The head of Irish anti-doping has warned GAA players that ignorance is no longer an acceptable excuse when it comes to athletes who test positive due to the use of supplements.
Dr Una May, the Director of Participation and Ethics with Sport Ireland, has overseen the body’s anti-doping unit since 2001 and in the wake of Brendan O’Sullivan’s positive test for methylhexaneamine in 2016, she believes the Kerry footballer’s case should be a cautionary tale for players who may be tempted to roll the dice with supplements during the upcoming league campaign.
“The excuse of lack of education continues to frustrate us very significantly,” said May.
“We have trained 37 tutors within the GAA who are now qualified to go out and educate players. That’s a massive investment of energy and time. The GAA are now in a position to say the excuse of not knowing is no longer acceptable because everybody who could be tested has without fail received proper education.”
O’Sullivan tested positive after the national league final against Dublin in April 2016, though an explanation for the finding was only made public in June last year when Sport Ireland published its reasoned decision. That revealed O’Sullivan had taken a supplement called ‘Falcon Labs Oxyburn Pro Superthermotech’, which he purchased on the advice of a friend in a vitamin shop in Cork.
O’Sullivan satisfied Sport Ireland that he did not intend to ingest a banned substance and his ban was reduced from 26 weeks to 21 weeks on appeal.
Sport Ireland, the GAA, and the Kerry team itself all came in for criticism due to the handling of the case, but Dr May believes that with the dust now settled the sport is in a better place.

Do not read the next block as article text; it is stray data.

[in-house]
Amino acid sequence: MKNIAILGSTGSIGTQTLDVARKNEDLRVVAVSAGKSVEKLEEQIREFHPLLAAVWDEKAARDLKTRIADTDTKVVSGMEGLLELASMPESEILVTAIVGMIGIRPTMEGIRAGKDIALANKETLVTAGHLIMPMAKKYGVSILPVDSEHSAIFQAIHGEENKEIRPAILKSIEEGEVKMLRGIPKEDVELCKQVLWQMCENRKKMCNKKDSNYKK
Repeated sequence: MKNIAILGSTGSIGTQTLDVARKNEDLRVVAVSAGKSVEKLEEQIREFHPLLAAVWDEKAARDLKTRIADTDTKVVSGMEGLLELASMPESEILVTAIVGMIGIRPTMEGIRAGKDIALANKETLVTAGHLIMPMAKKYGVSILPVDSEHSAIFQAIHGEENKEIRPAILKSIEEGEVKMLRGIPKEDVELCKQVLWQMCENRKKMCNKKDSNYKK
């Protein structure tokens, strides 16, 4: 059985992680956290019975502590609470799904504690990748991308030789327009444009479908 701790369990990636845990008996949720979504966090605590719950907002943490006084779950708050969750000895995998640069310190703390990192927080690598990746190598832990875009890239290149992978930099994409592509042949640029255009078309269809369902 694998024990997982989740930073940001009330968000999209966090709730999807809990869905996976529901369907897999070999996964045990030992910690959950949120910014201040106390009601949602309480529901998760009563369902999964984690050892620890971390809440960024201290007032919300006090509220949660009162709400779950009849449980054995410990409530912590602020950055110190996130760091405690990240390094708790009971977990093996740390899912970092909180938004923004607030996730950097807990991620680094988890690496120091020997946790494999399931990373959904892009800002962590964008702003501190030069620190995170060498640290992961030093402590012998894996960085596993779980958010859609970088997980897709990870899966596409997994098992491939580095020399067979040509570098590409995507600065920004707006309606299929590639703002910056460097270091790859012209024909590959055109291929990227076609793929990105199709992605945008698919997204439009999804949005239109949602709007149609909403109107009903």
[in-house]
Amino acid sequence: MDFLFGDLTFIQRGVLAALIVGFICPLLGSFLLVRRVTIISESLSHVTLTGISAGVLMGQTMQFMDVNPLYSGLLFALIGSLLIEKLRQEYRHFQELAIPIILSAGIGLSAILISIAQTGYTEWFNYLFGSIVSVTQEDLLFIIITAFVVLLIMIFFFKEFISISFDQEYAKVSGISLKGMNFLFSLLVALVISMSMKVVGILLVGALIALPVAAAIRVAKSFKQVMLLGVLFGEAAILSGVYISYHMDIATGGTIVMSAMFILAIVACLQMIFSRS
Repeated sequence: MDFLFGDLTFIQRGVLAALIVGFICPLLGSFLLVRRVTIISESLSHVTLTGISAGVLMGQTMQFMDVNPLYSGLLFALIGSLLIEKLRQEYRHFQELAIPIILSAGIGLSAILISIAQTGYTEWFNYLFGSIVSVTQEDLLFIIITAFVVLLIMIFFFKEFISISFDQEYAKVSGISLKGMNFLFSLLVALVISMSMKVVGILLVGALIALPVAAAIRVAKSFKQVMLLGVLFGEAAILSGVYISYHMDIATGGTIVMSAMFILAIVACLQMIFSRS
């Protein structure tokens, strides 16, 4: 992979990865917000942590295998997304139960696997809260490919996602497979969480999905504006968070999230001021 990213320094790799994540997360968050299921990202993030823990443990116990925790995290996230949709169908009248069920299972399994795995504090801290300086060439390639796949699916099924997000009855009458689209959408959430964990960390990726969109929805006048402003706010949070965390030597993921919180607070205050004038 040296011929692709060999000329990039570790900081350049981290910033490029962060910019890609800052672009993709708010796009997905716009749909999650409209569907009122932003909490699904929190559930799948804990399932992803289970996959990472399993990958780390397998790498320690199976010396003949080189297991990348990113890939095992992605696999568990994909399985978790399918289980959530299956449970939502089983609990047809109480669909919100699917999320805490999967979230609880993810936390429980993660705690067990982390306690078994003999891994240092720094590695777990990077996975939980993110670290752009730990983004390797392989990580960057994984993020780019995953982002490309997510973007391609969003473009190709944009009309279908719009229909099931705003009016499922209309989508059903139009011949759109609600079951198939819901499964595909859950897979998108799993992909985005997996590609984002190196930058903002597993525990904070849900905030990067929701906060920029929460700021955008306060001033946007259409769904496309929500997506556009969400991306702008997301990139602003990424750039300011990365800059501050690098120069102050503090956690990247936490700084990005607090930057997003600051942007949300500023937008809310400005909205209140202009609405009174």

“There were all sorts of criticisms and conspiracy theories, but what we have to do is get a positive out of that, and it was the increased awareness of the risks of supplements,” she said.
“Supplements concern us very, very significantly. It’s a massive industry and they’re used by everybody, not just sportspeople.
“We’ve been very vocal about the danger and it’s become more and more of an issue as they’ve become more available. If someone wants to take a supplement it should be recommended by someone qualified. They’re a matter for a dietician. Not only should you not go in and buy something off the counter, but everybody who’s in a position of power should understand not to give poor advice.”
In O’Sullivan’s case the banned substance was not listed on the label of the product he ingested, and while the rule of strict liability still applies — meaning an athlete is held responsible for what enters their body — many felt the Kerry player bore no fault for his positive test. But ever since Sport Ireland has been working hard to stamp out such careless behaviour among high-level players in the GAA.
Sport Ireland faced criticism from Éamonn Fitzmaurice at the lack of expediency in O’Sullivan’s case, with the Kerry manager also querying how news of his violation leaked to the media, but May stands over how the case was handled by Sport Ireland.
“The decision is published so the full record of what arose and why there were delays is all published. There are no secrets. It’s very clear the process that was followed.”
O’Sullivan’s was the second high-profile doping case in the GAA in recent years, with Monaghan footballer Thomas Connolly banned for two years in 2015 for taking an anabolic steroid. In 2015 just 97 of the 1,003 tests conducted by Sport Ireland were on GAA players, but May believes this is appropriate to the level of risk.
“We do have limited resources and have a lot of sports that we test. We have to spend those wisely and we can’t justify it because there’s a media interest in the sport.”
However, should the GAA wish to fund additional testing to protect the sport’s integrity, May said Sport Ireland would welcome the decision.
“There are 35 to 40 sports tested every year, so we have to spend them in the higher risk areas,” she said.
“If the GAA offered to provide for extra testing we’d certainly facilitate that.”
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